Take a short look at the problem, but take a long look at the possibilities. Andrew says, “Here is a small boy with five small barley loaves and two small fish” (John 6:9). Why the emphasis on small? Because God does big things with small stuff. Because God does big things with small stuff.
Egyptian horses and chariots were barreling down on Moses. All he had was a staff in his hand. But it was the Egyptians who were the ones doing the dead man’s float and Moses won the battle! 120,000 mighty, menacing Midianites were ready to smash Gideon. All Gideon had was 300 soldiers who lapped water like dogs. But the mighty, menacing Midianites became mincemeat and Gideon won the battle. Goliath was ready to rip David to shreds and all David had was five smooth stones. Goliath was knocked down and David won the battle.
I hear you though … “All I have is a small faith. A small prayer. A small hope. All I have is a small chance, a small little life.” Well … good! Good because our God does big things with small stuff. Take a short look at the problem. Take a long look at the possibilities. Christ works a miracle with a small boy with small loaves and small fish.
Now, that you have seen the problem, seen the possibilities … take a deep look at the Provider. The provider, Jesus, is with you in your test. How so? Christ is the bread of life. Christ’s feeding of the 5,000 lays the groundwork for this promise in John 6:35, “I am the bread of life.” In fact, bread appears 21 times in John 6. Bread in this chapter means everything we need. Christ is the essence of life.
Christ is the Good Shepherd. In John 6 we’re told, “The people had as much as they wanted” (6:11). In John 6 we’re also told, “there was plenty of grass in that place” (6:10). There was no more want and there was green grass. Later in John 10, Jesus says, “I am the Good Shepherd.” Get it? John just described Psalm 23, “The Lord is my Shepherd. I shall not want. He makes me to lie down in green pastures” (23:1-2).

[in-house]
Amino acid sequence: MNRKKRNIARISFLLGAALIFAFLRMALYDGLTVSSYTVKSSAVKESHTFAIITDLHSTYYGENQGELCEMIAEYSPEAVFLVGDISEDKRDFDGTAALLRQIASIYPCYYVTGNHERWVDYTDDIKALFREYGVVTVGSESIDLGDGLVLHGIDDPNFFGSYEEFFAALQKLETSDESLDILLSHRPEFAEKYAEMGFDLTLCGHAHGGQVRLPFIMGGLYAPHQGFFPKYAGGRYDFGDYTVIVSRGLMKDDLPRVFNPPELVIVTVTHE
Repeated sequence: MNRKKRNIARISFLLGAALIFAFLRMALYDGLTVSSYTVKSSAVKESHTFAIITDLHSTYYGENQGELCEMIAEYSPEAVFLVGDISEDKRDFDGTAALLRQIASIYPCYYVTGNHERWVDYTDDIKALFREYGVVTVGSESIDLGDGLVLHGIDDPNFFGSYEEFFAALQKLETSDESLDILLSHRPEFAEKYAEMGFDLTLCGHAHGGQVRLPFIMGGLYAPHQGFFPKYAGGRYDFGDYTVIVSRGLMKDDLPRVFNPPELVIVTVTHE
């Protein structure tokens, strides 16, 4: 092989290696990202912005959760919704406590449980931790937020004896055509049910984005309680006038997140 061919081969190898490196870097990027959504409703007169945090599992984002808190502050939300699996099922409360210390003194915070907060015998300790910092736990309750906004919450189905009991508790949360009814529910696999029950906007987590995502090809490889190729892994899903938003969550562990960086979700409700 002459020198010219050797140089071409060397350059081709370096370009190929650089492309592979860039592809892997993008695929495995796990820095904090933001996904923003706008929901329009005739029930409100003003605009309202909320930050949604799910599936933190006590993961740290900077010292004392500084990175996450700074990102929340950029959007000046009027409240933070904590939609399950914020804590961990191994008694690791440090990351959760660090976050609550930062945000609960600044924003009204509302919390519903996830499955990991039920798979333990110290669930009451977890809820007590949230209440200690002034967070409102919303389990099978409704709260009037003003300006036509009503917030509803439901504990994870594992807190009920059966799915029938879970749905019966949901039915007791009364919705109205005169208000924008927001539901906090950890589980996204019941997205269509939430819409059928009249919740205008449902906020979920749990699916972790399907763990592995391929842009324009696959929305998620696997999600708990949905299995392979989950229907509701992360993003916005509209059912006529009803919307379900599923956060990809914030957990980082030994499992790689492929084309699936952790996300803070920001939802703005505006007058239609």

Christ is also the Passover Lamb. John 6:4 says, “The Jewish Passover was near.” All four gospels tell of the feeding of the 5,000, however, John is the only one who mentions the Passover. In fact, John mentions the Passover 11 times. And why? What is the Passover? The Passover is when the Lamb is sacrificed. John the Baptist says of Jesus in John 1, “Behold the Lamb of God is taking away the sin of the world” (1:29).
When you’re in a test, take a deep look at the Provider. Not a shallow look. Not a quick and hasty look. Look deeply at the Provider. Look deeply and you will see that Christ is your Bread of Life, Christ is your Good Shepherd, and Christ is your Lamb of God who is taking away your sin. In the test, Christ provides.
Hernando Cortez wanted to lead an expedition into Mexico to capture its vast treasures. When he told the Spanish governor his strategy, the governor got so excited that he gave Cortez 11 ships and 700 men. In the spring of 1519, the 11 ships landed in Veracruz, Mexico. As soon as the men unloaded the ships, Cortez had them burned … all 11 of them. Now why do that? Because if the fighting got too fierce, there would be no talk of sailing home. Like it or not, there was no way out.
Like it or not … God sometimes brings us to the point where all the ships are burned and there is no way out. With no way out, it looks impossible. Looking impossible, we panic. This is a test! A test, not of the emergency broadcast system … but a test of your marriage, your integrity, your courage, your Christian faith. When in the test, remember this …
God’s tests bring out our best. The test can bring us to greater heights of faith and humility and love. How? We briefly look at the problem, take a long look at the possibilities, and then, whatever else you do, take a deeper look at the Provider, at Jesus. Because with Jesus … there is always, always, more than enough bread. Amen.
The peace of God, which surpasses all human understanding, guard your hearts and minds in Christ Jesus our Lord, now and forever. Amen.